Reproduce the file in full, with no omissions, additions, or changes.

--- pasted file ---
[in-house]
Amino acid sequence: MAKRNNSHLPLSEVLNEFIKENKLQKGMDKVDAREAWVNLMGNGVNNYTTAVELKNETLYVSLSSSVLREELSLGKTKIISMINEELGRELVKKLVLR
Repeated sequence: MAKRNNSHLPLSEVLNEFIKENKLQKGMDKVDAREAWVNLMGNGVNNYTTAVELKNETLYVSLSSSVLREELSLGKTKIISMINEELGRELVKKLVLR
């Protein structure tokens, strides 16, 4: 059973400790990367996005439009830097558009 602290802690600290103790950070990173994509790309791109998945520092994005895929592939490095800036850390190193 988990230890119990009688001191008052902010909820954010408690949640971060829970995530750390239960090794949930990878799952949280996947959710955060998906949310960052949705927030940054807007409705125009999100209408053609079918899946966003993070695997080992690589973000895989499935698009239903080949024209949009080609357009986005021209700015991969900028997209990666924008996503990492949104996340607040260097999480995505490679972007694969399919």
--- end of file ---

[in-house]
Amino acid sequence: MAKRNNSHLPLSEVLNEFIKENKLQKGMDKVDAREAWVNLMGNGVNNYTTAVELKNETLYVSLSSSVLREELSLGKTKIISMINEELGRELVKKLVLR
Repeated sequence: MAKRNNSHLPLSEVLNEFIKENKLQKGMDKVDAREAWVNLMGNGVNNYTTAVELKNETLYVSLSSSVLREELSLGKTKIISMINEELGRELVKKLVLR
């Protein structure tokens, strides 16, 4: 059973400790990367996005439009830097558009 602290802690600290103790950070990173994509790309791109998945520092994005895929592939490095800036850390190193 988990230890119990009688001191008052902010909820954010408690949640971060829970995530750390239960090794949930990878799952949280996947959710955060998906949310960052949705927030940054807007409705125009999100209408053609079918899946966003993070695997080992690589973000895989499935698009239903080949024209949009080609357009986005021209700015991969900028997209990666924008996503990492949104996340607040260097999480995505490679972007694969399919």